Analyzing Character eBook

This eBook from the Gutenberg Project consists of approximately 522 pages of information about Analyzing Character.


The employee who is suddenly taken up, flattered, and offered an unusually good position by a man of this type would do well to hesitate long before accepting.  If he does accept, he should take care that he does not attempt anything beyond his powers and that he does not accept a larger salary than he is able to earn.  Once in his position, he should be modest, efficient, and do his best to keep out of cliques and inside politics.  At the same time, he should take great care not to offend those who are powerful.  The employees of every “Napoleonic” executive are, by the very nature of the organization, forced into politics.  Tenure of office, promotion, and increase in pay all depend, not upon real service—­although real service counts; not upon efficiency and merit—­although these also count; but primarily upon the whims and caprices of an employer of this type.  Every employee of any importance, therefore, does his best, first, to keep his own relations to his employer on a frank, easy, confidential basis; second, in so far as in him lies, to be at peace with all his fellow employees.  We have seen some of the most valuable men of their kind we have ever met suddenly discharged without a word of explanation by employers of this type.  The trouble was that someone who could get a hearing carried a bit of scandal, perhaps without the slightest foundation in fact, to the ever-suspicious ears of the boss.  The boss, because he lacked the courage to admit that he had listened to such gossip, removed a man who had served him satisfactorily for years without a word of warning, and without a hearing.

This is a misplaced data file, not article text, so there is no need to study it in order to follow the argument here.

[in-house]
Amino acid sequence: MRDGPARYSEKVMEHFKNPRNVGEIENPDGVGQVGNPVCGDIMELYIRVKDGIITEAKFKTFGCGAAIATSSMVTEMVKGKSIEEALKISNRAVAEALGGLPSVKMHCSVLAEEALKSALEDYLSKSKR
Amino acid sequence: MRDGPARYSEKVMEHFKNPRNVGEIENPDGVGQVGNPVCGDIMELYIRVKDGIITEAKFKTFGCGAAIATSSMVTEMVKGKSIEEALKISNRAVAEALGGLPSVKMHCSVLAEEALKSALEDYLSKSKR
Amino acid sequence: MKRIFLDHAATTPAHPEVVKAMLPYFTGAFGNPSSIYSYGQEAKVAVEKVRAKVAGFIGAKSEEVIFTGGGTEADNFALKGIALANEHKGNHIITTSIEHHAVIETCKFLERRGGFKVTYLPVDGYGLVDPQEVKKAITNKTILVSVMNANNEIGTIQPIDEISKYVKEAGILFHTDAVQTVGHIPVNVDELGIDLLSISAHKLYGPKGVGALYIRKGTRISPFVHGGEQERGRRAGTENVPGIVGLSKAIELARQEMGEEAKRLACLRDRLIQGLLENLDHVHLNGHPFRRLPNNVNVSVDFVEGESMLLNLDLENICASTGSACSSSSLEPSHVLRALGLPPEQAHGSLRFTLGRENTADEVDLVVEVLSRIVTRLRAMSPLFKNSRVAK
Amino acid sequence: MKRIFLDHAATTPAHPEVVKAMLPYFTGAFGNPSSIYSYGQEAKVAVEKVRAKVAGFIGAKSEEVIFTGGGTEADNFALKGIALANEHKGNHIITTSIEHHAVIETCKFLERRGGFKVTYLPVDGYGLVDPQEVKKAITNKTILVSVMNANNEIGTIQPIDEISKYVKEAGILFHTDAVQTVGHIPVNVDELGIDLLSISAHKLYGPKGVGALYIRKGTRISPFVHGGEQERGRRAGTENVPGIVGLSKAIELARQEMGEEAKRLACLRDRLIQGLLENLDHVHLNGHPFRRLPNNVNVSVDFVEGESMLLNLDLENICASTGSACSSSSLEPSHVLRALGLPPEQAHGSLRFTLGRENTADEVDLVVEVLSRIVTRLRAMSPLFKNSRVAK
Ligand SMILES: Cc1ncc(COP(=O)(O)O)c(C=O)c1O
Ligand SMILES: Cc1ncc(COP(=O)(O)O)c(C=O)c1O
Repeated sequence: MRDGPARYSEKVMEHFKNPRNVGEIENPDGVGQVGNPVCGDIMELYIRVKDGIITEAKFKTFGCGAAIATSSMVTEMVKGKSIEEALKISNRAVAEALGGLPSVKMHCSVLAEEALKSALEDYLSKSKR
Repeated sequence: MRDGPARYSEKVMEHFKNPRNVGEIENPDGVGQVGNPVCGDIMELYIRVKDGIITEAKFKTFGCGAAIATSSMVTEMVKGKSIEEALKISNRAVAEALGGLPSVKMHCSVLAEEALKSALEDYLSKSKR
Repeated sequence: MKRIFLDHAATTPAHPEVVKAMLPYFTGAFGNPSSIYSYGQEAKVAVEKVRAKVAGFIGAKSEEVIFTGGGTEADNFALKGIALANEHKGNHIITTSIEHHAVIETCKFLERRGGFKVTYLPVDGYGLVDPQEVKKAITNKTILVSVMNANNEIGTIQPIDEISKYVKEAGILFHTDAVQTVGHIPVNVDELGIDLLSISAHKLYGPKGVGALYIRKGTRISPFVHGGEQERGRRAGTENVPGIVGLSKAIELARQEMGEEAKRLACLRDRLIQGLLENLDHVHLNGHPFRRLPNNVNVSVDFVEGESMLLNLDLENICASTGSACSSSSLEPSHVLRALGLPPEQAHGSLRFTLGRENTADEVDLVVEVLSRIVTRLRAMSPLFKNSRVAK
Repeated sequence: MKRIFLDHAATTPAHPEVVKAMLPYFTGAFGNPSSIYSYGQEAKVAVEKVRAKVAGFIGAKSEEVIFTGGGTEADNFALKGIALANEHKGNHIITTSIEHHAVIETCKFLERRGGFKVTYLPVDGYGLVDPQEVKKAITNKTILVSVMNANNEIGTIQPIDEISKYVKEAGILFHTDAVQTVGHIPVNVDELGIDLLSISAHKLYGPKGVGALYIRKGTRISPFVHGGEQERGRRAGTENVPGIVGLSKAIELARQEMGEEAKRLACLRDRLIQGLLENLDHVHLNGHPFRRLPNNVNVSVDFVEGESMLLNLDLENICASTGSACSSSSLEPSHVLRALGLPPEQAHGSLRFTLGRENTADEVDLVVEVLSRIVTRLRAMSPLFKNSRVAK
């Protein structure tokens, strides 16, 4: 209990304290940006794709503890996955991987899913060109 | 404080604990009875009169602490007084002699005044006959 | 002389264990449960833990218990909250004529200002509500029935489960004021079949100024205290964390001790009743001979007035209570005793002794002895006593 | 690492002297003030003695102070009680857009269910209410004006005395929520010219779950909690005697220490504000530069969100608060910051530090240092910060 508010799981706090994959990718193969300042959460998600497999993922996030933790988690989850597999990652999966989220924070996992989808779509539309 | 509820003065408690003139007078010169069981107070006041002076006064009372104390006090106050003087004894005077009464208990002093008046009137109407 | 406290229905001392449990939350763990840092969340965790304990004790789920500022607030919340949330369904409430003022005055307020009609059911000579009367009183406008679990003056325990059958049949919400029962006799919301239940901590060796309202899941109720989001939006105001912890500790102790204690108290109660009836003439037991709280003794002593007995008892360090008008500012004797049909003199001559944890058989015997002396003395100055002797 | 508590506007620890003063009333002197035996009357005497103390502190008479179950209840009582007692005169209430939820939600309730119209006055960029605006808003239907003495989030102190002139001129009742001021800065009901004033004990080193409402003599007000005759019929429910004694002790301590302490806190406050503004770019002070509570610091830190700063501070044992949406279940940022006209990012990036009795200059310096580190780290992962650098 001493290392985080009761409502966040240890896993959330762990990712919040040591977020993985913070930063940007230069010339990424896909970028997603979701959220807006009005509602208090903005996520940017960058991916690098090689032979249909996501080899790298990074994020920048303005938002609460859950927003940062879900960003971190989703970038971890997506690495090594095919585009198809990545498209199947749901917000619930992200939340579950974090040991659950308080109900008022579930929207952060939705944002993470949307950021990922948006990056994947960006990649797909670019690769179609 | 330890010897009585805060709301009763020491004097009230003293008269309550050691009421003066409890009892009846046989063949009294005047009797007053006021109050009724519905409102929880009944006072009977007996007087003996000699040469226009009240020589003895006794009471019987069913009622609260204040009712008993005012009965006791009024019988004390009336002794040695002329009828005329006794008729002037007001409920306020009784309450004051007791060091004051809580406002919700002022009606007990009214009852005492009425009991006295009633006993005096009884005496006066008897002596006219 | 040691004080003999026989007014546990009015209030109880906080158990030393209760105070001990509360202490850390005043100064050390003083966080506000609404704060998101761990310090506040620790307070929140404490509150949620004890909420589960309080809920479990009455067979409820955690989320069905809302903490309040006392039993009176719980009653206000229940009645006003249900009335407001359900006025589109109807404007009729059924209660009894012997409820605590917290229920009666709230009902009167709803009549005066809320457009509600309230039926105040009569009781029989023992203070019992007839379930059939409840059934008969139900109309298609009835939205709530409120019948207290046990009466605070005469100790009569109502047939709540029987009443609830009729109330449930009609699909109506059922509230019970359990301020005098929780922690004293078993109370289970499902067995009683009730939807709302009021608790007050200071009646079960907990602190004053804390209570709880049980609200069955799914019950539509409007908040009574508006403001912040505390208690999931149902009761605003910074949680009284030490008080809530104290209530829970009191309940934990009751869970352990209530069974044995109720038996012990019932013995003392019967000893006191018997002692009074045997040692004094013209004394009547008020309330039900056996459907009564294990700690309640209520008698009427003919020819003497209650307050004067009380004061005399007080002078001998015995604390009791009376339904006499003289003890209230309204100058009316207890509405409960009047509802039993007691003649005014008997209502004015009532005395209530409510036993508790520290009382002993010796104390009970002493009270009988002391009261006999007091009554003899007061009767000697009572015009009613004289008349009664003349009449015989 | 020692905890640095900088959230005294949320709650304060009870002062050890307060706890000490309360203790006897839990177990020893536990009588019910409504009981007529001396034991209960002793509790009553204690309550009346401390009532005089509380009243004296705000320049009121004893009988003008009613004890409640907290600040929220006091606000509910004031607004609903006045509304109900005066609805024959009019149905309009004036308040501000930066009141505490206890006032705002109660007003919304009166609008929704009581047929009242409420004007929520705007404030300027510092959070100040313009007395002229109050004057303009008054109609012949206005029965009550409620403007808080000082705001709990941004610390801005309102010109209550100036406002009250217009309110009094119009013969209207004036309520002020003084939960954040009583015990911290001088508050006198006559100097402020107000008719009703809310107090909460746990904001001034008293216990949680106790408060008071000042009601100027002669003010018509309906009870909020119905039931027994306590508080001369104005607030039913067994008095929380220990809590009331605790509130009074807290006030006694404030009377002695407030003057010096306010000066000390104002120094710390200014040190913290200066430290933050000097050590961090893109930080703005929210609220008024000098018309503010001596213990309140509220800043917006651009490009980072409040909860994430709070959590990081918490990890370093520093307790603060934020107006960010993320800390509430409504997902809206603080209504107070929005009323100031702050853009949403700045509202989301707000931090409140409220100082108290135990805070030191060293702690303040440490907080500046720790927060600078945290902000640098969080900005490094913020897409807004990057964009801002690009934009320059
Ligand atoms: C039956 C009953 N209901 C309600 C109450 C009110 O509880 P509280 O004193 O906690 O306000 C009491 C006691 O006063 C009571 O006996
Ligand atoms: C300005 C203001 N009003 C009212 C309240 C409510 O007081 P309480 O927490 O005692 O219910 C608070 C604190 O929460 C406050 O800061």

Unless you understand human nature, and if you are at all responsive to appreciation, there is probably no greater pleasure than to work for such a man as we have described, so long as the sunshine of his favor falls upon you.  But, as a general rule, we find their employees anything but happy.  Almost without exception they feel that their tenure of office hangs by the slenderest of threads and that it is necessary to regard all of their fellow employees with suspicion.  Some men enjoy working in this fevered atmosphere.  If you are one of them, there are excellent opportunities for you in the employ of a man of this type.  But you will do well always to have a good safe place prepared in which to land if you should suddenly be dropped.


In all of your dealings with the man who lacks real courage, remember that his blustering and show of bravery is only an assumption to cover up his deficiencies and that if you yourself have the courage to face him and, in the language of the street, “to call his bluff,” he will quiet down and be perfectly amenable to reason.  But be sure to observe your man carefully and accurately before trying to call his bluff.


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Analyzing Character from Project Gutenberg. Public domain.
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